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Examining problems of the concepts of cause and effect

Explain why cause and effect pose such a problem for Hume. Do you think causality would offer similar difficulties for any empiricist? Give reasons for your answer.

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6. Explain why cause and effect pose such a problem for Hume. Do you think causality would offer similar difficulties for any empiricist? Give reasons for your answer.

Hume set out to build the science of man, that is, to study human nature using the methods of the physical sciences. He was concerned about conflicting opinions being offered to people in all subjects and saw this as a philosophical problem. He believed that through rational enquiry one could arrive at the truth. But he later found out that his faith in reason was too unrealistic, and this led him to skepticism. Why was this? Because Hume began to believe that the human thought is very limited in scope, thought that if we take seriously the premise that all knowledge begin with experience, as Locke and Berkley said, then we must also accept the limit it places on ...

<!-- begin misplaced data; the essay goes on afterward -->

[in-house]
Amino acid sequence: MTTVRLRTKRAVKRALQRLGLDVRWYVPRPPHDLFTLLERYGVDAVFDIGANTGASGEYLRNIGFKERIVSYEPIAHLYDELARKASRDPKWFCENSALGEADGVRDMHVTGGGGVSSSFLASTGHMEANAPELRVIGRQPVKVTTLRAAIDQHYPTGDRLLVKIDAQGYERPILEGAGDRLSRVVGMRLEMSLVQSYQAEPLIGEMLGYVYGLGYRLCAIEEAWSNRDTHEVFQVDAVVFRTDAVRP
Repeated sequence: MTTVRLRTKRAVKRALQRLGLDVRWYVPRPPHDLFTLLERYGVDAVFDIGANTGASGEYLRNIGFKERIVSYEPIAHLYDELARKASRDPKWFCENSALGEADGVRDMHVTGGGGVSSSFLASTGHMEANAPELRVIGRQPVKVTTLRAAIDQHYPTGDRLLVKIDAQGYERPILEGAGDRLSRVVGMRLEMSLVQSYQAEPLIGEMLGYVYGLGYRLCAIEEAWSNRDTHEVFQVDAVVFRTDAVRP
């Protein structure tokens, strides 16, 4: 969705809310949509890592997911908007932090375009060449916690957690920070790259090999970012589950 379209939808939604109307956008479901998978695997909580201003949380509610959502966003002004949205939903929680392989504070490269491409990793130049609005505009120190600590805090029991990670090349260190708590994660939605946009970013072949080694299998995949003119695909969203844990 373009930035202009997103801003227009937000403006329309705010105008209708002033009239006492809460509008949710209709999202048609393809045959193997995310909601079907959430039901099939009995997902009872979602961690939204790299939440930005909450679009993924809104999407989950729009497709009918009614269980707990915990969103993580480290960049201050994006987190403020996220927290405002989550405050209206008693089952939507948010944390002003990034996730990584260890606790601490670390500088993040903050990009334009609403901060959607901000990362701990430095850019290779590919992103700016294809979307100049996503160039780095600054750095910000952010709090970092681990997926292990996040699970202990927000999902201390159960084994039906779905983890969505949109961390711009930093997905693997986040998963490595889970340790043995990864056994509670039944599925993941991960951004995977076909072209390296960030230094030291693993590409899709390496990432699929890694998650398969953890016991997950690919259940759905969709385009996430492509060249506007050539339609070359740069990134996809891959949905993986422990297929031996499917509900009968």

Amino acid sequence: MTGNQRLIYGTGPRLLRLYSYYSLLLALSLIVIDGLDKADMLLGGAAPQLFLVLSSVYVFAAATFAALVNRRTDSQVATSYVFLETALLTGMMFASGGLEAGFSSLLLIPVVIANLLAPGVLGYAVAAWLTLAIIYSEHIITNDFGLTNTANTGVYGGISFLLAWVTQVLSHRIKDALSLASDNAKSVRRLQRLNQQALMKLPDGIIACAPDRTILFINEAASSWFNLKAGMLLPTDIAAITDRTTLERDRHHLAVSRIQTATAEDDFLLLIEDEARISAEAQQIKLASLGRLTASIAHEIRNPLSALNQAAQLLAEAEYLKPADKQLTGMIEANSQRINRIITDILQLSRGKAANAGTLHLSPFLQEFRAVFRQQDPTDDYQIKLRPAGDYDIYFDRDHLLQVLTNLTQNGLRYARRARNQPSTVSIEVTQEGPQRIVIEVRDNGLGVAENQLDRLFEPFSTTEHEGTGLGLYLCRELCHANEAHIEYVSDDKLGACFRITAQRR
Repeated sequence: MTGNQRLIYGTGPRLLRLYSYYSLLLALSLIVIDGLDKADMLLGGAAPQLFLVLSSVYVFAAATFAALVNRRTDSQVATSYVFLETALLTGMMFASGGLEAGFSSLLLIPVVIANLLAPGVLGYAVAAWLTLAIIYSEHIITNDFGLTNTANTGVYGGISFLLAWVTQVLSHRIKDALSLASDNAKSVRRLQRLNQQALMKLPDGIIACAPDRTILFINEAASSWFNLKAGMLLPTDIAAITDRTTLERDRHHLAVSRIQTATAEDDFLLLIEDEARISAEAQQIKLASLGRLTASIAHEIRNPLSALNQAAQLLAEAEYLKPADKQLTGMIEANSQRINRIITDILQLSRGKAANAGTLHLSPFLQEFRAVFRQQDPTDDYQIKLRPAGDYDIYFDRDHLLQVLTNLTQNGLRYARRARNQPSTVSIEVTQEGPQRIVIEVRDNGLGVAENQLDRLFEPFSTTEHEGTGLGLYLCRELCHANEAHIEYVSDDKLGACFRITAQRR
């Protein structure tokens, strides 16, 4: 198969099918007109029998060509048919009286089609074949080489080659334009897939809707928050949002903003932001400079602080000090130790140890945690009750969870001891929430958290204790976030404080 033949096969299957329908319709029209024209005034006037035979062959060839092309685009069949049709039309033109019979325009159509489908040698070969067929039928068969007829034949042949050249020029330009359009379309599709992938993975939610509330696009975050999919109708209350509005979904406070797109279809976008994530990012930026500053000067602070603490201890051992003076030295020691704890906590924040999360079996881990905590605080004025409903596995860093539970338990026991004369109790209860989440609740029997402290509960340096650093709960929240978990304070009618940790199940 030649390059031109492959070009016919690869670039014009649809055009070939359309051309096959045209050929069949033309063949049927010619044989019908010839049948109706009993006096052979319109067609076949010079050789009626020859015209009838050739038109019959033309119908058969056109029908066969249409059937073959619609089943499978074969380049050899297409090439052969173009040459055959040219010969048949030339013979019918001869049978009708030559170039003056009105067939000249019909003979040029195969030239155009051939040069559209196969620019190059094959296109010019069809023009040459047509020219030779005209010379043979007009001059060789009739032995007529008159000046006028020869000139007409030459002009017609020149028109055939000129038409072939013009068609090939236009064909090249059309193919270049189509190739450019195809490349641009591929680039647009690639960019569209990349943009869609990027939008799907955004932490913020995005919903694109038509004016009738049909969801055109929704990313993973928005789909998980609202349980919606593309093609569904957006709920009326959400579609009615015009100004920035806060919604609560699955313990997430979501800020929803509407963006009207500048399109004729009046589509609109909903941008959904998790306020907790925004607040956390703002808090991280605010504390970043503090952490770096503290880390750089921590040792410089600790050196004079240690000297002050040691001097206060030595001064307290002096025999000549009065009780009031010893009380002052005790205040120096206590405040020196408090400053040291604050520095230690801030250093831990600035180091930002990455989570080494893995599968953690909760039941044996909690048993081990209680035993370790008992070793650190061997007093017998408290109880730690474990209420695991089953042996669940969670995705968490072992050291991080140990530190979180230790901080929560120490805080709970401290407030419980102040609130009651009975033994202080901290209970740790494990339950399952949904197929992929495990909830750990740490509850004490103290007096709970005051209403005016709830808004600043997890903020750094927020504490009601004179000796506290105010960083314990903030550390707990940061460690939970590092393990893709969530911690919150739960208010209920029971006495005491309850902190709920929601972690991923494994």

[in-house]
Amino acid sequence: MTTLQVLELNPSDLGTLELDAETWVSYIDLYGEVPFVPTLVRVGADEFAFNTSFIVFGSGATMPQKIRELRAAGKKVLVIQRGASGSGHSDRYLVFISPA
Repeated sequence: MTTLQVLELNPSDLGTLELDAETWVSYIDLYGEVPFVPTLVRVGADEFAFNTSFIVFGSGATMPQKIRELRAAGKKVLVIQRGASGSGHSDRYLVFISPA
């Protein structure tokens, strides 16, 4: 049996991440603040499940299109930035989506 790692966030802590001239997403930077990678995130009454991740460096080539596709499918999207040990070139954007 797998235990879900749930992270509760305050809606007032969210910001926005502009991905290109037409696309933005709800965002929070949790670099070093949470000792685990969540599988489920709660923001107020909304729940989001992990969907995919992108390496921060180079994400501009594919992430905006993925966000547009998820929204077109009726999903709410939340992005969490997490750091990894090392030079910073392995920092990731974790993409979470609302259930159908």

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This post looks at the three steps of the attacks of David Hume on the concepts of cause and effect and asks if they are plausible.

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